Our first placement call came on Wednesday, October 21. A little Asian girl was born on the 16th. She was at the DCFS office and they wanted us to come pick her up. Yes! We are on our way. One hour later, she was in our home. Looking at this little girl, my mind went back to the dream I had a few years earlier of a little Asain girl. As I rocked this sweet girl in the room Josiah slept in as a baby, I remembered what God impressed on my heart. This room will be a room for ministry. I believe this baby was the baby He gave me a picture of. I also believe my children, Faith and Nathan, taught me the lessons, grew my faith and gave me the confidence I needed as I walked this new calling of foster care. Thank you my treasured children.
So this is where we are right now. Foster care has been a whole new set of emotions for me and giving up my plan for my family. I am not sure how long God will have us on this road. I am not sure if we will end up adopting or not.
What I do know is God has finally taught me to love the children that I have in my home today and He has shown me His track record of taking care of tomorrow — the good and the bad. He will sustain me through it. My kids live in the present with joy. I want to live in it with them. I also pray as we invite children into our home that my own children will learn a lot about God’s grace, His compassion, and His heart for people who are hurting, the orphans and widows of this world.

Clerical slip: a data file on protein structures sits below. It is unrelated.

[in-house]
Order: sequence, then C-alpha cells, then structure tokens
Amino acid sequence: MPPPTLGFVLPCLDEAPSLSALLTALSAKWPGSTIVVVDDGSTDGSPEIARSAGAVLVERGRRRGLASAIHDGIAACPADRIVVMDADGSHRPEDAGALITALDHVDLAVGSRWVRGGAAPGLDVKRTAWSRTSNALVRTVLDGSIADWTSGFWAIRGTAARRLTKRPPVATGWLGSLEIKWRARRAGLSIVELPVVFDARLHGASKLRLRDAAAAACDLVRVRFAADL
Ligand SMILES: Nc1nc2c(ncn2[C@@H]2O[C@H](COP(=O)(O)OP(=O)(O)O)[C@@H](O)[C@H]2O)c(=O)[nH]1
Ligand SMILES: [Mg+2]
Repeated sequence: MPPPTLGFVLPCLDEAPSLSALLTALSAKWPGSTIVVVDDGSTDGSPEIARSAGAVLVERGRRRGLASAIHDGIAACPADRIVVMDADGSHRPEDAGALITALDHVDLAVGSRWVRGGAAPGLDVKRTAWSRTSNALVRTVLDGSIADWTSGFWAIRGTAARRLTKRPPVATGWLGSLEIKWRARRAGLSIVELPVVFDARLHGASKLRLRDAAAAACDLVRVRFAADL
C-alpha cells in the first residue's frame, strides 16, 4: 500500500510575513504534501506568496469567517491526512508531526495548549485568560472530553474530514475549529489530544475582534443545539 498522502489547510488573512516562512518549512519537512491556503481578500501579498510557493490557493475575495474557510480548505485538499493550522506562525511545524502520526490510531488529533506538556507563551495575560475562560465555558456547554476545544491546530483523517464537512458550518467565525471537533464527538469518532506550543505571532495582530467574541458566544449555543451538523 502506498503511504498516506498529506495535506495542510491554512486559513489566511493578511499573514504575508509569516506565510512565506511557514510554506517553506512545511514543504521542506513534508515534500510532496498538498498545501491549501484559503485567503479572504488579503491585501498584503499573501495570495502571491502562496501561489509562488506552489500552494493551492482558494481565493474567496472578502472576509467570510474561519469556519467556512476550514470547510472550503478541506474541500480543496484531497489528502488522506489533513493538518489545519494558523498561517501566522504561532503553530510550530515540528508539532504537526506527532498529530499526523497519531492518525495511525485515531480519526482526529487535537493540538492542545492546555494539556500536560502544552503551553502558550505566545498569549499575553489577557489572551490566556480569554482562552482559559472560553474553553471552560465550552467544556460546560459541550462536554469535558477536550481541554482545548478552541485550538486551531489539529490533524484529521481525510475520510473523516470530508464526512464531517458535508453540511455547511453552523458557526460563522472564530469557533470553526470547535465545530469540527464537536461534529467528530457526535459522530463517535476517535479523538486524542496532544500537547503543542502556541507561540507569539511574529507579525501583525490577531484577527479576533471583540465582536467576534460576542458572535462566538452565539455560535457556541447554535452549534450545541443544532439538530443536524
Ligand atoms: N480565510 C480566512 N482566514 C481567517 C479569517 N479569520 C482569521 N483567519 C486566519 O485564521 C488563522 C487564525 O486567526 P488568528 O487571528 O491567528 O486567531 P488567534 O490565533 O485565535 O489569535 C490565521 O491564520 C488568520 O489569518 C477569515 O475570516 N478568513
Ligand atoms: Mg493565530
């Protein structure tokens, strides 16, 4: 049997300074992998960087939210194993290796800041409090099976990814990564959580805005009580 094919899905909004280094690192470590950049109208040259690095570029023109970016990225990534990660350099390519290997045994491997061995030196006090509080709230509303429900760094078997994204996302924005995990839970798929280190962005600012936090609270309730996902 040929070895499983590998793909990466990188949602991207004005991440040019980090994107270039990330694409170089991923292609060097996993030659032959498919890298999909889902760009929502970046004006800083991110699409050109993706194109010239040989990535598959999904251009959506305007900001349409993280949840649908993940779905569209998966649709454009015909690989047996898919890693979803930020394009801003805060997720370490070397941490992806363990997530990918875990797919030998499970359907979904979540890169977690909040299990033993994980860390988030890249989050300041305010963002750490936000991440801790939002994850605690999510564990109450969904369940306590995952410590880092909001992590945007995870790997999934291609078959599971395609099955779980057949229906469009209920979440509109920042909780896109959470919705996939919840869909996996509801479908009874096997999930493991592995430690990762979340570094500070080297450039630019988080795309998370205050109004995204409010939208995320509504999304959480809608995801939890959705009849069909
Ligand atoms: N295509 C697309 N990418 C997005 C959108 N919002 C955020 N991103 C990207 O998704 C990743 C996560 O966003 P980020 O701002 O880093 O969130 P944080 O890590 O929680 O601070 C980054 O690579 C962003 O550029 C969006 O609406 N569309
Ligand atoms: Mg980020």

As a child, I would go to the nursing home and my mom would touch every single person as we walked down the hall. She loved on each person, and that changed me. I went to the Dominican Republic on missions trips, and that was what I wanted to spend my life doing. Love without abandon. I want to open my heart and home and allow God to use it how He wants. We have experienced pain, but as I look around me I realize each story has its fill, and I don’t want to live other people’s stories, but I want to be available to walk with them as they walk their road too.
I cannot paint. My sisters got all the creative genes and they did not share. Still, I sit down with a paint brush and have a picture in mind. When I am done, I want to throw away the painting because the finished product does not look anything like the vision. Yet, maybe the uniqueness of it is what makes it my painting. If I kept the painting, I would eventually treasure it, with all its mess-ups. But looking at it at first, I can only see what is wrong. God is up to something in each of our paintings. Even the broken parts. It doesn’t end here. After all, The Artist isn’t done with His masterpiece yet.